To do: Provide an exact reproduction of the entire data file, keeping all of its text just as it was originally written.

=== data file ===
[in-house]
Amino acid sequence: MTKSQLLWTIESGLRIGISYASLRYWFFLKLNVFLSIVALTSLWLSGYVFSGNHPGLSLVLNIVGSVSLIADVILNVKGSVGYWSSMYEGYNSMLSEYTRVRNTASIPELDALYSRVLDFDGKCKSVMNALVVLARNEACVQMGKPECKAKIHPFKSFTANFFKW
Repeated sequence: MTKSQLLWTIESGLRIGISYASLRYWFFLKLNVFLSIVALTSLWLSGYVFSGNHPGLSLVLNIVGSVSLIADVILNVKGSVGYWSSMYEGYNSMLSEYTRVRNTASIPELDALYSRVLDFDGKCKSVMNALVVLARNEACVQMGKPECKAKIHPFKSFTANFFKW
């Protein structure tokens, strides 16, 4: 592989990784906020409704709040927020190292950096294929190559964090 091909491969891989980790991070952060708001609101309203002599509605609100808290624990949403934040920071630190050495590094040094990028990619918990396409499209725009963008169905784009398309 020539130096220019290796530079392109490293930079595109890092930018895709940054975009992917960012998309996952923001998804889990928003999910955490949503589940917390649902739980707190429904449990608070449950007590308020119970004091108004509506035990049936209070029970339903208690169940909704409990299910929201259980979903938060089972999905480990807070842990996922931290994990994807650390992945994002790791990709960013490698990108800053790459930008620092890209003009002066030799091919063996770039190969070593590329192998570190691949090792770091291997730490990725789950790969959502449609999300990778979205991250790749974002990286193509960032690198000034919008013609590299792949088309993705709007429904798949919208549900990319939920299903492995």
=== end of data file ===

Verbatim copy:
[in-house]
Amino acid sequence: MTKSQLLWTIESGLRIGISYASLRYWFFLKLNVFLSIVALTSLWLSGYVFSGNHPGLSLVLNIVGSVSLIADVILNVKGSVGYWSSMYEGYNSMLSEYTRVRNTASIPELDALYSRVLDFDGKCKSVMNALVVLARNEACVQMGKPECKAKIHPFKSFTANFFKW
Repeated sequence: MTKSQLLWTIESGLRIGISYASLRYWFFLKLNVFLSIVALTSLWLSGYVFSGNHPGLSLVLNIVGSVSLIADVILNVKGSVGYWSSMYEGYNSMLSEYTRVRNTASIPELDALYSRVLDFDGKCKSVMNALVVLARNEACVQMGKPECKAKIHPFKSFTANFFKW
């Protein structure tokens, strides 16, 4: 592989990784906020409704709040927020190292950096294929190559964090 091909491969891989980790991070952060708001609101309203002599509605609100808290624990949403934040920071630190050495590094040094990028990619918990396409499209725009963008169905784009398309 020539130096220019290796530079392109490293930079595109890092930018895709940054975009992917960012998309996952923001998804889990928003999910955490949503589940917390649902739980707190429904449990608070449950007590308020119970004091108004509506035990049936209070029970339903208690169940909704409990299910929201259980979903938060089972999905480990807070842990996922931290994990994807650390992945994002790791990709960013490698990108800053790459930008620092890209003009002066030799091919063996770039190969070593590329192998570190691949090792770091291997730490990725789950790969959502449609999300990778979205991250790749974002990286193509960032690198000034919008013609590299792949088309993705709007429904798949919208549900990319939920299903492995």